"Are you living in a computer simulation?" is the title of a paper by philosopher Nick Bostrom that looks at the possible outcomes of the human species ever increasing level of mechanical processing power and it's aparent desire to replicate and codify consciousness. This is based on the assumption that what we perceive to be our consciousness could be written into a large but finite set of interaction rules.

In section 3 of the paper Mr. Bostrom examines the theorhetical levels of technology it would take to create a seamless simulation of existence. He presents the data of operations per second that have been calculated to acurately represent the human brain to be upwards of 10^17 operations per second. He futher shows how this computational power is not outside the range of feasibility by citing other work that has been done in examining computational potential. This figure is based on the assumption that one need only look at a level of detail involving the network of synapses and no further granularity is needed for replicating a consciousness. If there is a finite set of rules that can be used to explain our experience and interaction with the world then these figures are not unsurmountable given the expectations of future development. They do however give rise to a few thoughts of my own.

First I would like to talk about these conscious entities that would be simulated. If it is agreed that some type of consciousness could be created via software it would seem an argument could be made for the rights of these entities. Once a society recognized the codifiability of consciousness, should not the same rights be afforded our algorithmical brethren? Do not these conscious entities have the same right for existence we of the biologically programmed world afford each other? When Mr. Bostrom talks of operations per second needed to replicate the firing rate of synapses he is speaking in realtime amounts. In order to simulate a living brain that experiences time at the same rate that we do. Given the same conscious machine code with a slower processor would yeild the same output, but on a delay. Those 10^17 operations could be run throgh the computer I am composing this document on in a just a short 30 million seconds, or a little less than a year. So removing the memory size constraints for a moment, a simulated consciousness running on my (ahem) current day technology could experience a second of life for every year I left it running. Would a consciousness that took a decade to analyze and respond to a simple question be considered something worthy of rights?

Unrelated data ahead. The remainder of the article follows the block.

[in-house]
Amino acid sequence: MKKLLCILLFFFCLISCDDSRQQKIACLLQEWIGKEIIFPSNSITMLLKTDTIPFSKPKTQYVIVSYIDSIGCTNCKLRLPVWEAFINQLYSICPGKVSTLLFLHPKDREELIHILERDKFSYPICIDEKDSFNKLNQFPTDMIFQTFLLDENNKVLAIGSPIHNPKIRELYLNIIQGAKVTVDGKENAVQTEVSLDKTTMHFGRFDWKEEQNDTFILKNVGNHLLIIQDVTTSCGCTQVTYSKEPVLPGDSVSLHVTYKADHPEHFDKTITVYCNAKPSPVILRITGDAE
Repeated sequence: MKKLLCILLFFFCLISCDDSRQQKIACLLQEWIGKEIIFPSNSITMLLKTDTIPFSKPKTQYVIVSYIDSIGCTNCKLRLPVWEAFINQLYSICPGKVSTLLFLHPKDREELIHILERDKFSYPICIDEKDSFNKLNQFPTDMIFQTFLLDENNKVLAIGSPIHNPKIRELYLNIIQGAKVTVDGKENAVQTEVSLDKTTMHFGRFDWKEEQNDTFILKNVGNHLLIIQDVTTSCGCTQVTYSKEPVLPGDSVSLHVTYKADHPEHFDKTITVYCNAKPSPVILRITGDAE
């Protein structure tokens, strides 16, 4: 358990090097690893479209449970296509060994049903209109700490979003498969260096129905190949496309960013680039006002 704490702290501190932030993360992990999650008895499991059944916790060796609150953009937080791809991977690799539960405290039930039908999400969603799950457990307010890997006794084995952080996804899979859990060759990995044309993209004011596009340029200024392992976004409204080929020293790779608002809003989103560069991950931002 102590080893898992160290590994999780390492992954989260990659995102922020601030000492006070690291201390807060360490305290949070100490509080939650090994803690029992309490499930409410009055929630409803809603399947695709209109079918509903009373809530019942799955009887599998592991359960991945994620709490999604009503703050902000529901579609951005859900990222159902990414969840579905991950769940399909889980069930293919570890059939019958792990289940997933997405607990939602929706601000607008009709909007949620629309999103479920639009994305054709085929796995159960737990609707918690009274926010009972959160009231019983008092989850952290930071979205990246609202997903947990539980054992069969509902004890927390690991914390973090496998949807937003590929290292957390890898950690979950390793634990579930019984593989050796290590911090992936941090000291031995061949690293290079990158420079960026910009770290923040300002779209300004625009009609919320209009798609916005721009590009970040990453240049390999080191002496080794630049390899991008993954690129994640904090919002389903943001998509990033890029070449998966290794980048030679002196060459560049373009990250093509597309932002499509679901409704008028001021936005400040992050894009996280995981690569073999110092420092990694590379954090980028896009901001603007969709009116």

Unless the entity in my computer were to periodically check the internal computer clock, it would not be aware that it's chronological frame of reference were anything but normal. To it a second would last a second. There are many computers in the world much faster than my own. And the march of processor power technology seems to not be slowing. Though there have been some computed caps, we are ultimately not talking about whether or not the computational operations per second are possible. We could run a simulation today, just not realtime. The problem is in coding (or encoding) the state of a neural network and mapping it into meaninful psyschological interpretation.

Because a computer is a state machine, it's current state can be frozen by recording it's place in computation. The software can then be started again at any time right from the place it left off without any alteration to the output. Again this is provided the simulated being were not permitted to check real world clock. Which could easily be handled by not allowing the being to even consider that there is a "real world" othat than it's own. It could be put into a state of hibernation, but a hibernation that would have not impact and leave no traces of it's occurance. Unlike any kind of hibernation state that physical creatures may undergo, which leave behind many tell-tale signs of having occured.

If this bizarre state of existence seems almost alien and impossible to relate to, so may the problems of getting popular opinion swayed that it is as deserving of rights as the rest of us. And yet, if the whole experiment hasn't proven that consciousness is a set of finite rules that can exist regardless of the media running them (chemical/electronic), then how can our future selves claim special priviledges to allow their biological forms to trump the electronic. Surely this debate would take a long time to sort out. Perhaps finishing just before the abortion conference comes to a decision. I can't imagine that proof of our soullessness would do much to help that argument.